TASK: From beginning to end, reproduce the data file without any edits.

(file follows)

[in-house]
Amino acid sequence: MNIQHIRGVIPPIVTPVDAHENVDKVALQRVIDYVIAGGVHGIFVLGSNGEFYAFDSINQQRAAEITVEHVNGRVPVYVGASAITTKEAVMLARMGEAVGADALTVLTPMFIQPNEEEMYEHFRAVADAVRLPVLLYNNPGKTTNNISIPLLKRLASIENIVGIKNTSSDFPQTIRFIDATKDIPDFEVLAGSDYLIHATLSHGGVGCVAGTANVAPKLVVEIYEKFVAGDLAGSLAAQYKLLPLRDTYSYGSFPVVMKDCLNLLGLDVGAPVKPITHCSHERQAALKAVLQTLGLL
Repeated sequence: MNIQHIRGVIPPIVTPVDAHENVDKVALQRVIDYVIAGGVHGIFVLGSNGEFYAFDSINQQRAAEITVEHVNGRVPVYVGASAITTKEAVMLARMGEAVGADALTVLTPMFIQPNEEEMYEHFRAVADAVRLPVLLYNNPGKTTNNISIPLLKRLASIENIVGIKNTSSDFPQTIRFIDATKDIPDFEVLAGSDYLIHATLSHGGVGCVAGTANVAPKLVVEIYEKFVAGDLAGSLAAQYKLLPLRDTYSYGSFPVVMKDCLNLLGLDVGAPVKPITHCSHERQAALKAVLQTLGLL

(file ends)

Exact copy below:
[in-house]
Amino acid sequence: MNIQHIRGVIPPIVTPVDAHENVDKVALQRVIDYVIAGGVHGIFVLGSNGEFYAFDSINQQRAAEITVEHVNGRVPVYVGASAITTKEAVMLARMGEAVGADALTVLTPMFIQPNEEEMYEHFRAVADAVRLPVLLYNNPGKTTNNISIPLLKRLASIENIVGIKNTSSDFPQTIRFIDATKDIPDFEVLAGSDYLIHATLSHGGVGCVAGTANVAPKLVVEIYEKFVAGDLAGSLAAQYKLLPLRDTYSYGSFPVVMKDCLNLLGLDVGAPVKPITHCSHERQAALKAVLQTLGLL
Repeated sequence: MNIQHIRGVIPPIVTPVDAHENVDKVALQRVIDYVIAGGVHGIFVLGSNGEFYAFDSINQQRAAEITVEHVNGRVPVYVGASAITTKEAVMLARMGEAVGADALTVLTPMFIQPNEEEMYEHFRAVADAVRLPVLLYNNPGKTTNNISIPLLKRLASIENIVGIKNTSSDFPQTIRFIDATKDIPDFEVLAGSDYLIHATLSHGGVGCVAGTANVAPKLVVEIYEKFVAGDLAGSLAAQYKLLPLRDTYSYGSFPVVMKDCLNLLGLDVGAPVKPITHCSHERQAALKAVLQTLGLL